Ali Modami was in a batting cage last week, as he is almost every day for eight months of the year, when someone he would never have thought approached him with a frequent question.
“Hey, you want to throw up?” Ken Griffey Jr. asked.
Of course, said Modami. She tried hard to hide her excitement for Griffey, the Hall of Famer Griffey, the USA team player that Modami, along with millions of other kids, idolized in the 1990s.
“My 12-year-old self would do it,” Modami joked. “And then he and Mike were there talking. I would pay a million dollars to hear that conversation. Two of the greatest players to ever play the game. I am happy to be here.”
Mike, of course, is Mike Trout. Superstar center fielder and left fielder Aaron Loup are the two Angels on Team USA for the World Baseball Classic. But they are not the only people representing the organization on the American team.
Modami also left the Angels last week to join the USA team as a batting practice pitcher, making him, by definition, one of the best at what he does in this country.
“Guys love the way they throw it,” said Team USA and Dodgers third base coach Dino Ebel. “And he’s left-handed. That’s strange.”
Nationals batting practice pitcher Ali Modami carries second baseman Brian Dozier during a rally after a parade to celebrate baseball’s World Series victory over the Astros.
(Patrick Semansky/Associated Press)
Modami, 42, is a former footballer himself. Born in New York City, he attended Scottsdale for high school and played baseball at Oklahoma State. He batted .267 with one home run in 86 at-bats his senior year. A short Indy ball career followed. His playing period ended in 2005.
“I played hard,” Modami said. “I liked the game. Without talent I was fine, but I couldn’t forget 0 for 4. My 0 for 4 would have been a 0 for 12”.
To stay in the sport, he began regularly attending a training camp in the Phoenix area, where he threw batting practice to major leaguers. One was Pat Burrell, a slugger for the Philadelphia Phillies at the time. Eventually, Modami learned that the Phillies needed a pitcher for batting practice. He flew there for a trial and was given the job.
Jayson Werth, who spent five years with the Phillies, left Philadelphia for the Washington Nationals before being traded to Washington. Modami threw thousands of pitches for the Nationals over nine years. In 2021, with the encouragement of Anthony Rendon – who had left Washington the previous year – Modami joined the Angels.
Ali Modami joined the Angels in 2021 as a batting practice pitcher.
(Morry Gash/Associated Press)
“I don’t like hitting lefty BP pitchers,” said USA shortstop Trea Turner, who spent parts of five seasons hitting Modami’s pitches in Washington. “He and (former Nationals pitching coach) Kevin Long are the only two lefties I’ve ever really liked.
“It’s just a perfect four-seam and it wants to be great. He wants to prepare you and makes an effort. So it’s nice when you have someone who cares. And he’s a good guy. Everyone loves it.”
Modami said that time spent with the players builds confidence. He’s not their hitting coach, but he watches thousands of swings. He can tell if something is wrong, so he often asks for input. It becomes part of the job. One day, he said, he would like more responsibility, perhaps as an assistant pitching coach.
Team USA manager Mark DeRosa first met Modami as a player in 2012, his only season with the Nationals — the 15th of his 16-year career. Injuries limited DeRosa to 48 games and plenty of rehab time with Modami in the cage. A friendship was born. They stayed in touch for the next decade.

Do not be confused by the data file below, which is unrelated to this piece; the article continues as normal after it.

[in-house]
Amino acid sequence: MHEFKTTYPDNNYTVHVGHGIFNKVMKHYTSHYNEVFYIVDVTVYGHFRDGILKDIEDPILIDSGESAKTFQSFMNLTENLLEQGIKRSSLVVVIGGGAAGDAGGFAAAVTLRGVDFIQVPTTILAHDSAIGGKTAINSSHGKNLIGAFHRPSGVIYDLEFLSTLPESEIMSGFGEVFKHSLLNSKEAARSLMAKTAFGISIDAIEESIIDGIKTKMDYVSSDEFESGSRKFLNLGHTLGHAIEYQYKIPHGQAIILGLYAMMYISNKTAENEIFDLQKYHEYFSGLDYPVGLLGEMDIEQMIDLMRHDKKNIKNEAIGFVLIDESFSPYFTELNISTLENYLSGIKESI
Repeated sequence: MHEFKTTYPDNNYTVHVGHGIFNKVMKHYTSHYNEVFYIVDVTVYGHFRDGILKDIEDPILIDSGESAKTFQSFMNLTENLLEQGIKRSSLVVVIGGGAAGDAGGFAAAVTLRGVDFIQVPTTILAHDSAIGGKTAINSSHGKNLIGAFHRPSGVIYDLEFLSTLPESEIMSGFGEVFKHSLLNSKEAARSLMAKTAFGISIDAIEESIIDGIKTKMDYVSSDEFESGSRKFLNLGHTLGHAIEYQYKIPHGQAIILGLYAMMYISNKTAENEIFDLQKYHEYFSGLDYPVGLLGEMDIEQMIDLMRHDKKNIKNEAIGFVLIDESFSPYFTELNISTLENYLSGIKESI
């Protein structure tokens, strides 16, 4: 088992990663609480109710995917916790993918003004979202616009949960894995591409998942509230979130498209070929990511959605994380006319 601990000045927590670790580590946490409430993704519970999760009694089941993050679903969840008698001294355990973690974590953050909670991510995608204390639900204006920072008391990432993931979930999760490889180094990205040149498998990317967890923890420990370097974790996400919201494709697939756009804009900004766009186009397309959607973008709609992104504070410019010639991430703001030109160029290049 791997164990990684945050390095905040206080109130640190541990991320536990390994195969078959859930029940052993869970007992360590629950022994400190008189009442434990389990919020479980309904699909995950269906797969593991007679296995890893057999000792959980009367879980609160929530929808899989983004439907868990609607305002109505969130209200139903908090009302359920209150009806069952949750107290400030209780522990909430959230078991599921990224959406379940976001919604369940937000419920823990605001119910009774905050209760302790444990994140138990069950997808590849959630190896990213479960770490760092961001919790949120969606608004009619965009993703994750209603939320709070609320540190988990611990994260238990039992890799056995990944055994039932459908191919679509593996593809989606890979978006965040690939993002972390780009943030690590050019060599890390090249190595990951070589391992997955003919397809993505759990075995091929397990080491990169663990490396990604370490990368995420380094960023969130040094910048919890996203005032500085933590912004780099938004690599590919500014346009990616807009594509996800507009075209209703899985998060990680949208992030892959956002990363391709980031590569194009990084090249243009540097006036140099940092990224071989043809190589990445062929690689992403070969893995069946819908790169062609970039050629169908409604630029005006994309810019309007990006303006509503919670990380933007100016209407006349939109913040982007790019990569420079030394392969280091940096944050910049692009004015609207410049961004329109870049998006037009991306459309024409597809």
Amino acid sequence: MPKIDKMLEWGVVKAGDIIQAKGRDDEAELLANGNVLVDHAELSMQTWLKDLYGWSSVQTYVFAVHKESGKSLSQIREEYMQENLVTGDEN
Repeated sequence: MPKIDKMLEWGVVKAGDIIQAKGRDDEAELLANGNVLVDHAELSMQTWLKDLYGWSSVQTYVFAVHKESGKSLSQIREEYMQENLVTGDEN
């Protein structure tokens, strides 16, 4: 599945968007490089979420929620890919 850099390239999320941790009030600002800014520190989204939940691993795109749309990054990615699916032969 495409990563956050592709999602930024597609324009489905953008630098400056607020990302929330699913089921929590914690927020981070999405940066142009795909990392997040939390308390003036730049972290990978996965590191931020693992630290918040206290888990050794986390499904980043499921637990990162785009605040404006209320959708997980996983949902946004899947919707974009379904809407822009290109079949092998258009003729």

Last year, DeRosa, in his first stint as analyst director for MLB Network, asked Modami to join Team USA. In November, Modami received a call from Team USA CEO Tony Reagins.
“It was unbelievable,” DeRosa said.
The game has evolved during Modami’s time in the majors. Players’ game plans are more tailored than before, and come with specific requests in the box. Pitchers are throwing harder than ever, so hitters want more velocity in batting practice to prepare. This means that Modami has come close to simulating speed or whether players choose a shooting machine.
“But some guys don’t like the machine because of the time factor,” Modami said. “They like to see the arm slapping. So it’s just a bit of both. Some days you throw a hundred pitches. Some days 300. That’s all.”
All these fields—thousands and thousands over 15 years—have made an impact. Modami said he didn’t have to take care of his arm until 2017. His arm never hurt. Then he did. So the coaches gave him a program that he still uses. He lifts light weights or uses strength training bands one day and ices his arm for the rest of the season the next. The treatment eliminated the pain.
“It’s funny,” Modami said. “I played first base. We don’t throw at all, and my arm hurts every day. Now it never hurts.’
Modami has cast some of the sport’s biggest stars. Bryce Harper and Shohei Ohtani have put on batting practice shows with their pitches. Others used pre-match sessions to target the ball to specific areas. Ryan Howard liked to hit balls at shortstop. Daniel Murphy was always trying to rip a line through the middle.
His consistency and persistence led to an opportunity he never imagined, taking batting practice to the largest group of American position players ever assembled for an international event and a certain superstar he grew to respect within minutes of the journey. He has been a member of two World Series teams in his career, in Philadelphia and in Washington. Another tournament is on the horizon this month.
“Putting on this uniform,” Modami said, “is a dream come true.”